Anyone here cook via Sous Vide?

Strongly considering ordering an Anova Culinary Precision Cooker/Immersion Circulator on Amazon.

Been reading a ton of reviews on Serious Eats about it and I think I'm close to pulling the trigger.

Anyone have any experience cooking this way?

Here's the link to the Amazon page: http://www.amazon.ca/Anova-Culinary-Precision-Immersion-Circulator/dp/B00UKPBXM4/ref=sr_1_1?s=kitchen&ie=UTF8&qid=1452957897&sr=1-1

Here's a link to the Serious Eats guide on Sous Vide for anyone interested. Looks pretty bad ass.
http://www.seriouseats.com/2016/01/first-thing-to-cook-with-sous-vide-immersion-circulator-essential-recipes.html

I have a nice vacuum sealer, and have been looking for a deal on one.

I want the WIFI one

 

The guy who owns Valve, makers of Steam and the Vive, has heavily invested in one of those companies. Phone Post 3.0

reelfoot - 


I want the WIFI one



 




This is what I'm looking at buying.

I've read that regular ziploc heavy duty bags will work fine... no need to spring for the vacuum sealer too.

Thoughts on that?

Got one for Christmas. Cooked with it twice so far.


First time, cooked some ribeyes and they almost came out too tender.

Second was sirloin, which actually was a little better in my opinion. Phone Post 3.0

I have one, it's pretty cool. It's no replacement for other methods, but has its place.

Like a poster above said, fatty meats can be cooked to textures that aren't attainable through regular methods.

I've heard this is how high end steakhouses are preparing their steaks. Phone Post 3.0

Yup, use it all the time. We have the ANOVA (non WiFi) and it's fantastic. Phone Post 3.0

I don't get it.

Thanks. I'll look for some shorter vids. :)

I understand why it's a good way to get meat technically done "right", but it seems like you'd be missing out on a lot of flavor sources... Like sear/char of the meat, or stuff you put on it. It just seems like stuff would be cooked perfectly, but a little bit lifeless, I guess.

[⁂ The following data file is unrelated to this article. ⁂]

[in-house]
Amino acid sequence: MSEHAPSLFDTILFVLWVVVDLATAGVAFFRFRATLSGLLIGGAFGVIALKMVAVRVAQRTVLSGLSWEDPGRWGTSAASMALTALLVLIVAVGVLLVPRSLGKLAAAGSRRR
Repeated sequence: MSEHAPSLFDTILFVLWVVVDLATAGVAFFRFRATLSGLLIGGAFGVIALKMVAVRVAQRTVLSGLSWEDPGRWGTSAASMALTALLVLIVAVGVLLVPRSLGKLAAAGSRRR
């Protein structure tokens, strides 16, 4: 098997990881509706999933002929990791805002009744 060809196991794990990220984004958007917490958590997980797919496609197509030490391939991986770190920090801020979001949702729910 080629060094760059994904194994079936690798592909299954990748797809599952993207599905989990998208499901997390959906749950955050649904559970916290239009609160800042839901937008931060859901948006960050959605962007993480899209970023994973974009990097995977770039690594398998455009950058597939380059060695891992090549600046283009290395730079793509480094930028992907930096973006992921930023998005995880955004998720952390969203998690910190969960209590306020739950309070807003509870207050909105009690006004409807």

Like Paul mentioned, there another thread where a bunch of us chime in with experiences. You still have to finish your meats afterwards via grill/pan/torch. I have this Anova and I love it. The ziploc/displacement method works extremely well. Phone Post 3.0

It looks like a large anal probe. Phone Post 3.0

fanat - It looks like a large anal probe. Phone Post 3.0
Should be an og fave then Phone Post 3.0

fanat - It looks like a large anal probe. Phone Post 3.0


What's so large about it?

I have one and love it. It's probably not for everyone but as someone who hates ruining a great piece of meat, this is perfect. Every streak I've cooked has turned out awesome. You should have a good cast iron pan as well because you'll need to sear the meat after its sous vide(some do it before). Phone Post 3.0

Paul Hopkins - 
Mullet @ Heart - I don't get it.
The thing heats and circulates water at a precise temperature. The food is submerged in a sealed bag and you can cause changes to flavor and texture that are different from crock pots other methods

There is a video of science teacher at harvard breaking down what happens to various foods at certain temps.

It's fun

One down side is, because the bsg is sealed, you don't get the aromas during the sous vide Phone Post 3.0


I believe you can put some marinade in the bag and/or sear and flavor the meat after it's cooked to the proper internal temp.

Mullet @ Heart - Thanks. I'll look for some shorter vids. :)

I understand why it's a good way to get meat technically done "right", but it seems like you'd be missing out on a lot of flavor sources... Like sear/char of the meat, or stuff you put on it. It just seems like stuff would be cooked perfectly, but a little bit lifeless, I guess.
The proper way from what I've been reading is to get the meat to your desired temp in the sous vide and then sear it on a piping hot cast iron for 30 seconds a side before serving. Phone Post 3.0

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The Best Way to Cook a Steak